This Halloween, when you open the door, you may find Thor, Captain America, Green Lantern, or the X-Men standing outside looking for tasty treats. Or, you may find characters you don’t recognize at all! Keeping up with pop culture is no easy task. This year, watch for:

  • Anime characters: If you’re not a fan of Japanese anime comic books, graphic novels, or video games, you may not recognize Chibi Moon or Uzumaki when they appear at your door.
  • Steampunk characters: Steampunk culture shows what the digital age would look like if it had happened 100 years ago.

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Last month we wrote about American’s vulnerability to the growing threat of SPAM in your emails, and the historically unfavorable returns of August and September. On September 7th, Equifax decided to layer another level of doom to our readers when the company announced that 143 million American’s information, including social security and driver’s license numbers, had been stolen by hackers. This is the largest threat to personally sensitive information in years, and the third successful hack into Equifax in 2017 alone.

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From the title, you may be thinking about the iconic American meat that arrives in a rectangular 12-ounce tin (and is inexplicably popular in certain island states and American territories). However, your true worry should focus on the “spam” that arrives digitally as email, text, and social media messages.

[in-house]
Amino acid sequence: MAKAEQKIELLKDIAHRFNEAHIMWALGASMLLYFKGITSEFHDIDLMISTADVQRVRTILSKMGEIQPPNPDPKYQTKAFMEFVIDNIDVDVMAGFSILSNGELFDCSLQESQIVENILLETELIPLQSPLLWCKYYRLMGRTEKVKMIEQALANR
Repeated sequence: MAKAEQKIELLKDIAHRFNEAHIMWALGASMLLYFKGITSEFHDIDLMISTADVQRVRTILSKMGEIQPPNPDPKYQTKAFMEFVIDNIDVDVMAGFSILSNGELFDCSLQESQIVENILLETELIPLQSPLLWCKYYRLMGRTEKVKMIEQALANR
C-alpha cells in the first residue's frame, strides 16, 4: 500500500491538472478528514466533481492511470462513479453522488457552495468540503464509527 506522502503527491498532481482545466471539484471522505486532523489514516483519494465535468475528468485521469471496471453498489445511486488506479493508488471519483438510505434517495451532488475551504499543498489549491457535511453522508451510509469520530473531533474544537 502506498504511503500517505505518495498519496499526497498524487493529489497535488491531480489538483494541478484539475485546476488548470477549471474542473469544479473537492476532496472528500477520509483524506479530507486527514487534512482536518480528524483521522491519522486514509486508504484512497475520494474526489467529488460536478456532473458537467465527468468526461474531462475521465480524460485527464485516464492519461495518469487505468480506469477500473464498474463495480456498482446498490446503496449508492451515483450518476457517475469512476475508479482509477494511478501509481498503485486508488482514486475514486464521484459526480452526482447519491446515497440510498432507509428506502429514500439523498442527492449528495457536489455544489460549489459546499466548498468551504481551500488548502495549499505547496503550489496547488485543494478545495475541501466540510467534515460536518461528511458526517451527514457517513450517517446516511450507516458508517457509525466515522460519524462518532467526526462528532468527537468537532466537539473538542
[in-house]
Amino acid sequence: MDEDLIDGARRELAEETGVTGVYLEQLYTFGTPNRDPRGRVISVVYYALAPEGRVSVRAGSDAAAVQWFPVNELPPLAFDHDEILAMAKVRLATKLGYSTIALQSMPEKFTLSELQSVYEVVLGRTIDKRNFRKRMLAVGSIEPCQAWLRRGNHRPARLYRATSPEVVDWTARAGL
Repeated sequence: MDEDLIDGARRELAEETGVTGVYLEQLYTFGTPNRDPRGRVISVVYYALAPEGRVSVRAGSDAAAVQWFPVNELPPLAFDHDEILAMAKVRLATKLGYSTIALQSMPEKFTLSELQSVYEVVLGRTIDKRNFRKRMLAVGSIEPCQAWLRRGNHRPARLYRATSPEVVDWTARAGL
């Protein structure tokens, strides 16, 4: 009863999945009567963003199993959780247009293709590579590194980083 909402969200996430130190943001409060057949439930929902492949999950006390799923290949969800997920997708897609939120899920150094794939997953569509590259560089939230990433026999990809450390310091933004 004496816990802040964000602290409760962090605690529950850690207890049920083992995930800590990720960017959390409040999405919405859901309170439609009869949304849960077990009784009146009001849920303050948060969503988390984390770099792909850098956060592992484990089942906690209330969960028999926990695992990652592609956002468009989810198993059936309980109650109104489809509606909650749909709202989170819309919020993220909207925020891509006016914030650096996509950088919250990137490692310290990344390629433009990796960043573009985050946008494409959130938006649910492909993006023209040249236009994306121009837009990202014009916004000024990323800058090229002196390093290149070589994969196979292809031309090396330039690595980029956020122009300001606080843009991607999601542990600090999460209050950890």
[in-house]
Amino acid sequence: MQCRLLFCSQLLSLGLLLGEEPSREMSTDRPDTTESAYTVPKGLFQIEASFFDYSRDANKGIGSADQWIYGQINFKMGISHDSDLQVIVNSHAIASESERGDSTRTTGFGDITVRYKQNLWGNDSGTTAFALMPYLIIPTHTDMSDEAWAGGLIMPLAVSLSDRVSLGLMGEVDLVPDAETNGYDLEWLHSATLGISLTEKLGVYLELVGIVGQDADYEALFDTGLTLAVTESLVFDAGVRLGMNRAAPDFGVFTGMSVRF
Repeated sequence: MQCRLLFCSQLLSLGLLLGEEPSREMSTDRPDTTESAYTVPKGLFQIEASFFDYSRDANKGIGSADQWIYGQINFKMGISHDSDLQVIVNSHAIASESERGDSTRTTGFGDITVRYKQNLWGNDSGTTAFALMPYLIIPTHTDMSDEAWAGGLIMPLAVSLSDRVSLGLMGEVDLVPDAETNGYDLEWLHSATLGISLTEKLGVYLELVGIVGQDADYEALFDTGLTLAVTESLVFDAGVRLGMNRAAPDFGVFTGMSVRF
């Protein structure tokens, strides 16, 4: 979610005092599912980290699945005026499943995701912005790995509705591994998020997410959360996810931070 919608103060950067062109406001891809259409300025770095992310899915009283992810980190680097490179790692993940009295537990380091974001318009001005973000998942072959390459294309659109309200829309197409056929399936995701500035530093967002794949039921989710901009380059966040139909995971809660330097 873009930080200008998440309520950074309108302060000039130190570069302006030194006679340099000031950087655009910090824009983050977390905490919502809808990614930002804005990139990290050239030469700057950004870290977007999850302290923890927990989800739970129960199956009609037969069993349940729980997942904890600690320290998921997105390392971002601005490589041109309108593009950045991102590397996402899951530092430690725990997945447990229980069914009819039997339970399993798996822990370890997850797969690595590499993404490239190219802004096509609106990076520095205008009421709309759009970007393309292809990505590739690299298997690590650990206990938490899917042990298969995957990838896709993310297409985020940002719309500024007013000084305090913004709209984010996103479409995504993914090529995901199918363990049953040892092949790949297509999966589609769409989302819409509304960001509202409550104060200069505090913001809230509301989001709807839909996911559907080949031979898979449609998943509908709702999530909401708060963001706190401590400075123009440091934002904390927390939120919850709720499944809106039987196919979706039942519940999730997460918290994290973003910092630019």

The latter type of ‘spam’ took its name from the former. You may be familiar with a sketch from the 1970’s movie, Monty Python. The performance introduced a café that offered Spam in almost every dish, much to the dismay of a customer whose palette did not favor the processed meat.

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It’s been a busy year in Washington D.C. with a mixed view on accomplishments. Next on the agenda, Congress is beginning its shift (for the time being) to tax reform; lower taxes are expected to create improvements in the economy by increasing the rate of money flow (how fast it changes hands). On the surface, tax-reform has a good vibe and theoretically puts more money in consumer’s pockets. Granted, personal consumption expenditures represent 70 percent of gross domestic product, but journalists should know from Econ 101 that GDP only measures the value of final output. It deliberately leaves out a big chunk of the economy—intermediate production or goods-in-process at the commodity, manufacturing, and wholesale stages—to avoid double counting. We calculated total spending (sales or receipts) in the economy at all stages to be more than double GDP (using gross business receipts compiled annually by the IRS). By this measure—which we have dubbed gross domestic expenditures, or GDE—consumption represents only about 30 percent of the economy, while business investment (including intermediate output) represents over 50 percent.